What is it about?

----------------------- Research Focus ----------------------- Entrepreneurs often come up with great ideas for their venture but struggle to transform these ideas into a valid business model. We examine in this study how entrepreneurs, who participate in corporate incubator programmes, rely on specific thought processes to address this central challenge in the venture creation. We find that trusting the gut feelings and thinking rationally often helps to develop a sound business model for the new venture.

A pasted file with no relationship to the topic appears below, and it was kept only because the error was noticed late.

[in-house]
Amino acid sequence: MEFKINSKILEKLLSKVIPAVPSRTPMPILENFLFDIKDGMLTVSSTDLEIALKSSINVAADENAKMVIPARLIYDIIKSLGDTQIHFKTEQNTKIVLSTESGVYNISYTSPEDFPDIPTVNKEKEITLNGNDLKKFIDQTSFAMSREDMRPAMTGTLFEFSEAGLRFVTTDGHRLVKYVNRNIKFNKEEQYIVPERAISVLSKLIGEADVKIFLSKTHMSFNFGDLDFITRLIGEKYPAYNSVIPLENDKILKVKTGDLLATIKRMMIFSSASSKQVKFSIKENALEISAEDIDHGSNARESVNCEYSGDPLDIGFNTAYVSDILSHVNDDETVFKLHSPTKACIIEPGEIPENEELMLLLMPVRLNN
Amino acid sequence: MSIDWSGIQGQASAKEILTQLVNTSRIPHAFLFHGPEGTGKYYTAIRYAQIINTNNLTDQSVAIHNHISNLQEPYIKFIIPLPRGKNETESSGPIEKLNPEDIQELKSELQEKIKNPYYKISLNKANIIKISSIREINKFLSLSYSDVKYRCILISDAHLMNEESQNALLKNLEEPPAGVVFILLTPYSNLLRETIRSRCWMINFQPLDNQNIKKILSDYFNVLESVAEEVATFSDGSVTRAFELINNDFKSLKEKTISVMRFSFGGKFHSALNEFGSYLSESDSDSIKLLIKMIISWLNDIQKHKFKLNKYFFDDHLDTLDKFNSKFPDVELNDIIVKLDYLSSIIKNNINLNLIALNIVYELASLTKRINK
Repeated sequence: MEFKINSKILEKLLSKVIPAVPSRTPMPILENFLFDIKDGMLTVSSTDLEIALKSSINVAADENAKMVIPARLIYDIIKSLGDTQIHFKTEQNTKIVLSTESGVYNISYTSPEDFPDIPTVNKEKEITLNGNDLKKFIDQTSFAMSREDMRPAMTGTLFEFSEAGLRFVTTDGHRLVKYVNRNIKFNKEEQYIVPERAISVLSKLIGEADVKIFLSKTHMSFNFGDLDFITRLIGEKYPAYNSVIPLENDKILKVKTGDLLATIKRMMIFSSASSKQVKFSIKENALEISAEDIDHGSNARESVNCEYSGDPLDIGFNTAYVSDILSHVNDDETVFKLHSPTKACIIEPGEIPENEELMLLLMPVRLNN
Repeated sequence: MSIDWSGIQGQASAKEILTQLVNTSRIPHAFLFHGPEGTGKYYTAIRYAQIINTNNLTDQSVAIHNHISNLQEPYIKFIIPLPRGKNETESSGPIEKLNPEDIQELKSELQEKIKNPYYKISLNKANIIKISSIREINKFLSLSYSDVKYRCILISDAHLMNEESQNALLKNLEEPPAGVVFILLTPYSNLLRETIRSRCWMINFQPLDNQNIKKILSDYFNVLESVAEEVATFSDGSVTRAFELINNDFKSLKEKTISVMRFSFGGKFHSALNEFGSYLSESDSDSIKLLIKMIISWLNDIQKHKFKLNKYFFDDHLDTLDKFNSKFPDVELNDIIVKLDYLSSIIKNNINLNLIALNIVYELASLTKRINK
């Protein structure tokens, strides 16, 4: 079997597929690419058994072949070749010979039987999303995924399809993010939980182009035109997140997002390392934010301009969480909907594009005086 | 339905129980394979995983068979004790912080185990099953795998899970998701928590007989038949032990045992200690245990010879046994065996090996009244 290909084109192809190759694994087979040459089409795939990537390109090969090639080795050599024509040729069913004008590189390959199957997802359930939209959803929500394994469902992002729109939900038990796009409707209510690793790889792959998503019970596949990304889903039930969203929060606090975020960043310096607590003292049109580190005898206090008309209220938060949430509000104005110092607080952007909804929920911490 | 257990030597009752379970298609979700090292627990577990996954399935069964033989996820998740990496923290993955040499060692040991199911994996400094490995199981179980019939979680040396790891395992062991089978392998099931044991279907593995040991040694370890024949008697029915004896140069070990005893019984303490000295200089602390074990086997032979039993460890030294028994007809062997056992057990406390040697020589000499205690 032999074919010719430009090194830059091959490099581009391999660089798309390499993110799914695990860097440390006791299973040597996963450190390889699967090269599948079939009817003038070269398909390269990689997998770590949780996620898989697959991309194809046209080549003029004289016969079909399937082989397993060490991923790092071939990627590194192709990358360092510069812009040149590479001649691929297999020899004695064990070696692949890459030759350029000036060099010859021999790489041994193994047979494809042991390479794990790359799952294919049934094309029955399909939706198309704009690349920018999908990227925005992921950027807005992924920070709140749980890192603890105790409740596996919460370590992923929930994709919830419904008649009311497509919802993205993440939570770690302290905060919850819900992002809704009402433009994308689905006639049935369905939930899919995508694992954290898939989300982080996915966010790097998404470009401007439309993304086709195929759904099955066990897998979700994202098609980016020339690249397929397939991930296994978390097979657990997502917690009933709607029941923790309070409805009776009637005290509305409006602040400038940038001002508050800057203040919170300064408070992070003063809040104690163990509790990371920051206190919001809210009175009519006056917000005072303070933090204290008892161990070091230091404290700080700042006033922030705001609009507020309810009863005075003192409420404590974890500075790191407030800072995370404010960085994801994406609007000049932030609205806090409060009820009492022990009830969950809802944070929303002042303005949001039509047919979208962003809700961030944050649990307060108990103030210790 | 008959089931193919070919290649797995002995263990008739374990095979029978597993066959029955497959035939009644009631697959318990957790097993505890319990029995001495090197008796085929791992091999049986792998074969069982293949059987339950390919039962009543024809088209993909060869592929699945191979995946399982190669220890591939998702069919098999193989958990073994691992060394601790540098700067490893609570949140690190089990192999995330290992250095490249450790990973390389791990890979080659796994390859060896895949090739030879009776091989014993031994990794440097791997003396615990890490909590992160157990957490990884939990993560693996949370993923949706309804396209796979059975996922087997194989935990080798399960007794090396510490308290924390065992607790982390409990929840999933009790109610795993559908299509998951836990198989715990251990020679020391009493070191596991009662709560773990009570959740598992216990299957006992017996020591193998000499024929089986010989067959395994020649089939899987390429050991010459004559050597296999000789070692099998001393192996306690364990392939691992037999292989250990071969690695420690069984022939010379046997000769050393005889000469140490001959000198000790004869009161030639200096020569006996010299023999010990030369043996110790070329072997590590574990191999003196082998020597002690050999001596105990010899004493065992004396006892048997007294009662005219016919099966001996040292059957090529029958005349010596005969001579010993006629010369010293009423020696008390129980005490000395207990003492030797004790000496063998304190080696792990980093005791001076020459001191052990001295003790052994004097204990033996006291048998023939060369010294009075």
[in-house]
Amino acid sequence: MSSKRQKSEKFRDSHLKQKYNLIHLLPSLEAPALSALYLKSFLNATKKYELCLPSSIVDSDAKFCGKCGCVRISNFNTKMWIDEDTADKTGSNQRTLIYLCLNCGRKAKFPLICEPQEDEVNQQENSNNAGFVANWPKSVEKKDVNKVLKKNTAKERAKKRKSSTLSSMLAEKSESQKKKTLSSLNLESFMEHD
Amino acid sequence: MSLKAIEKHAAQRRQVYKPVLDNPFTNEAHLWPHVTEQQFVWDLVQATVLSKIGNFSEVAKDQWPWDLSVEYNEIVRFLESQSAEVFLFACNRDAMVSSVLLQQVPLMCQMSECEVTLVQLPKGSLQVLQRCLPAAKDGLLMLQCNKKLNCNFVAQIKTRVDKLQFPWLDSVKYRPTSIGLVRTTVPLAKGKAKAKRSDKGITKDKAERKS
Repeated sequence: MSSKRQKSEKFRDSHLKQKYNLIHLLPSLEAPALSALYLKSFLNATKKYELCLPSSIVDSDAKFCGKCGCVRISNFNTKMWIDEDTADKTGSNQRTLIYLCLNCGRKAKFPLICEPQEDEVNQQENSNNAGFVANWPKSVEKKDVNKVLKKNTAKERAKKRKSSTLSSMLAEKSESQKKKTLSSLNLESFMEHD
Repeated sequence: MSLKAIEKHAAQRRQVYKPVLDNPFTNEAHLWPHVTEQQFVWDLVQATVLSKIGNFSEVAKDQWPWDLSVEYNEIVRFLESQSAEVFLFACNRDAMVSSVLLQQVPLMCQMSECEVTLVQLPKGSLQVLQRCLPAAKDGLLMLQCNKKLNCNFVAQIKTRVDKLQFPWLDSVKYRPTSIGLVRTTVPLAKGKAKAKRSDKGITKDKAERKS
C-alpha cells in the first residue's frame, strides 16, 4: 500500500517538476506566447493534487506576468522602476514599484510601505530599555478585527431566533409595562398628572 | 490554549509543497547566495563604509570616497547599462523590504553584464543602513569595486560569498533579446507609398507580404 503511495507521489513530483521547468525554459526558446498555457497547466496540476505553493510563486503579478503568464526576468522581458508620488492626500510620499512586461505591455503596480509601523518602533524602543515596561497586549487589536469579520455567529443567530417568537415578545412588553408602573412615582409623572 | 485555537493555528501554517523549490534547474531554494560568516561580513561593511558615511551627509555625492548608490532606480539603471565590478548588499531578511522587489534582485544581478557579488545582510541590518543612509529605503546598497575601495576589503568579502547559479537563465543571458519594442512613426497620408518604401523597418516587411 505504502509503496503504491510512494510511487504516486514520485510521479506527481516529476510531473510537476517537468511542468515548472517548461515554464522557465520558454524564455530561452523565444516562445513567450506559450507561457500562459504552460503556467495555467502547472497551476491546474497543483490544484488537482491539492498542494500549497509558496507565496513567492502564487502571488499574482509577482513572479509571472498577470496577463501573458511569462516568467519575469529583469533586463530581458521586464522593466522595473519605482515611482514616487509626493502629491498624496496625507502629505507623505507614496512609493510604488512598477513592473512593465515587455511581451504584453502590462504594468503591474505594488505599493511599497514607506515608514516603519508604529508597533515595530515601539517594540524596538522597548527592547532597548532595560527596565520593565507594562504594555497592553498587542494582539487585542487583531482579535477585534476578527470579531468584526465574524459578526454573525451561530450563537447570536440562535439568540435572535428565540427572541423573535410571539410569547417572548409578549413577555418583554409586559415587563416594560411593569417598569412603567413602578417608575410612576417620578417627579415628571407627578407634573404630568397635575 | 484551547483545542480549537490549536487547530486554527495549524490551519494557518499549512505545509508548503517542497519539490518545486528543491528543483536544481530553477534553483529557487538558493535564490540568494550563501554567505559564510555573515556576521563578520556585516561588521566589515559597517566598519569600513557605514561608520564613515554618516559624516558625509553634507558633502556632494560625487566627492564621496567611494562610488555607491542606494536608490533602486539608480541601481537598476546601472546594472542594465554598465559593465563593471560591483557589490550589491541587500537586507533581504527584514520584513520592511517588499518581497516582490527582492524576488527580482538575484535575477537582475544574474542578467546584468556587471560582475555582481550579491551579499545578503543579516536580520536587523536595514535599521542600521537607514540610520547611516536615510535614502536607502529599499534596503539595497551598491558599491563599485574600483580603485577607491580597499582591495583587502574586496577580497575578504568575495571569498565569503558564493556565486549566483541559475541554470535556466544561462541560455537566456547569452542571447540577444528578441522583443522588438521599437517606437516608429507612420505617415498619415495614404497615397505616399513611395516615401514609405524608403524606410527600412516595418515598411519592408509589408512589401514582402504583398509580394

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Why is it important?